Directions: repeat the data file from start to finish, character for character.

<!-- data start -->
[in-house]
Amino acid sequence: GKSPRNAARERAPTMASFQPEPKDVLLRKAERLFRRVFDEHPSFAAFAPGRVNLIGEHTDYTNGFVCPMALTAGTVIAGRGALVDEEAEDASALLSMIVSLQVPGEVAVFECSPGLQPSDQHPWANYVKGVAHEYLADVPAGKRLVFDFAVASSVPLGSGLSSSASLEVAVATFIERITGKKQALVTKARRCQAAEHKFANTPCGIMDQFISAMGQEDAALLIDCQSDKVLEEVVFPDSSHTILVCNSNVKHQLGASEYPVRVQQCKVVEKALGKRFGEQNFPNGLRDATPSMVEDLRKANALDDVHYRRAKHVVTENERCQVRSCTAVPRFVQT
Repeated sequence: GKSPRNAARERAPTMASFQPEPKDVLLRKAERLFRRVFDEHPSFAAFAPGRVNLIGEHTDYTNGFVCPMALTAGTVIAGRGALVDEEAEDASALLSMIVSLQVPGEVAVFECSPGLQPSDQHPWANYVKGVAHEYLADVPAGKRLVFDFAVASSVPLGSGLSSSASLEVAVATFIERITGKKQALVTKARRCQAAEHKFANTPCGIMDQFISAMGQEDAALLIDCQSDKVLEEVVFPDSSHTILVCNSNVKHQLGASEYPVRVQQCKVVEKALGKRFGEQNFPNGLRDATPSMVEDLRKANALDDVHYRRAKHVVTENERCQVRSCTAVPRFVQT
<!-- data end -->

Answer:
[in-house]
Amino acid sequence: GKSPRNAARERAPTMASFQPEPKDVLLRKAERLFRRVFDEHPSFAAFAPGRVNLIGEHTDYTNGFVCPMALTAGTVIAGRGALVDEEAEDASALLSMIVSLQVPGEVAVFECSPGLQPSDQHPWANYVKGVAHEYLADVPAGKRLVFDFAVASSVPLGSGLSSSASLEVAVATFIERITGKKQALVTKARRCQAAEHKFANTPCGIMDQFISAMGQEDAALLIDCQSDKVLEEVVFPDSSHTILVCNSNVKHQLGASEYPVRVQQCKVVEKALGKRFGEQNFPNGLRDATPSMVEDLRKANALDDVHYRRAKHVVTENERCQVRSCTAVPRFVQT
Repeated sequence: GKSPRNAARERAPTMASFQPEPKDVLLRKAERLFRRVFDEHPSFAAFAPGRVNLIGEHTDYTNGFVCPMALTAGTVIAGRGALVDEEAEDASALLSMIVSLQVPGEVAVFECSPGLQPSDQHPWANYVKGVAHEYLADVPAGKRLVFDFAVASSVPLGSGLSSSASLEVAVATFIERITGKKQALVTKARRCQAAEHKFANTPCGIMDQFISAMGQEDAALLIDCQSDKVLEEVVFPDSSHTILVCNSNVKHQLGASEYPVRVQQCKVVEKALGKRFGEQNFPNGLRDATPSMVEDLRKANALDDVHYRRAKHVVTENERCQVRSCTAVPRFVQT